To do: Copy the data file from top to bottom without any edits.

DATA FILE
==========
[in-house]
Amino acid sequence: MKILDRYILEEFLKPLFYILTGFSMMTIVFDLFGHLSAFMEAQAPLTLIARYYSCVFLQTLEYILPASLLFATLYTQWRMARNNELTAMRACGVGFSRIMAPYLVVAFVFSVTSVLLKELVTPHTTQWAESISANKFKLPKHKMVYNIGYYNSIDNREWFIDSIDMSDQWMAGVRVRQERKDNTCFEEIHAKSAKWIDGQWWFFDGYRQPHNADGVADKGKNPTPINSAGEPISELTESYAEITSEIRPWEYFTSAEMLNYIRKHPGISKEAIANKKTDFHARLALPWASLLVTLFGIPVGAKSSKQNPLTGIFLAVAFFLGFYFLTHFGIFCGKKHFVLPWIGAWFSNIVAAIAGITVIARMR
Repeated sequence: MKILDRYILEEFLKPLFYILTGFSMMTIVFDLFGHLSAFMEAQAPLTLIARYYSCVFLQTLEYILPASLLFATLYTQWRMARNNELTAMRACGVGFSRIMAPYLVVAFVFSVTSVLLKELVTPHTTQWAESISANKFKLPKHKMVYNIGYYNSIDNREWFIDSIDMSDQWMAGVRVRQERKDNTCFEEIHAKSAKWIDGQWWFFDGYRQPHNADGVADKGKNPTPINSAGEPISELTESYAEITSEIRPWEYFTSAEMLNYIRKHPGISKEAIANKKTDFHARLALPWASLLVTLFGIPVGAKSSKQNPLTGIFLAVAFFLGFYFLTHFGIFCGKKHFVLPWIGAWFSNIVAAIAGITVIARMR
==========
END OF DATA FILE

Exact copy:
[in-house]
Amino acid sequence: MKILDRYILEEFLKPLFYILTGFSMMTIVFDLFGHLSAFMEAQAPLTLIARYYSCVFLQTLEYILPASLLFATLYTQWRMARNNELTAMRACGVGFSRIMAPYLVVAFVFSVTSVLLKELVTPHTTQWAESISANKFKLPKHKMVYNIGYYNSIDNREWFIDSIDMSDQWMAGVRVRQERKDNTCFEEIHAKSAKWIDGQWWFFDGYRQPHNADGVADKGKNPTPINSAGEPISELTESYAEITSEIRPWEYFTSAEMLNYIRKHPGISKEAIANKKTDFHARLALPWASLLVTLFGIPVGAKSSKQNPLTGIFLAVAFFLGFYFLTHFGIFCGKKHFVLPWIGAWFSNIVAAIAGITVIARMR
Repeated sequence: MKILDRYILEEFLKPLFYILTGFSMMTIVFDLFGHLSAFMEAQAPLTLIARYYSCVFLQTLEYILPASLLFATLYTQWRMARNNELTAMRACGVGFSRIMAPYLVVAFVFSVTSVLLKELVTPHTTQWAESISANKFKLPKHKMVYNIGYYNSIDNREWFIDSIDMSDQWMAGVRVRQERKDNTCFEEIHAKSAKWIDGQWWFFDGYRQPHNADGVADKGKNPTPINSAGEPISELTESYAEITSEIRPWEYFTSAEMLNYIRKHPGISKEAIANKKTDFHARLALPWASLLVTLFGIPVGAKSSKQNPLTGIFLAVAFFLGFYFLTHFGIFCGKKHFVLPWIGAWFSNIVAAIAGITVIARMR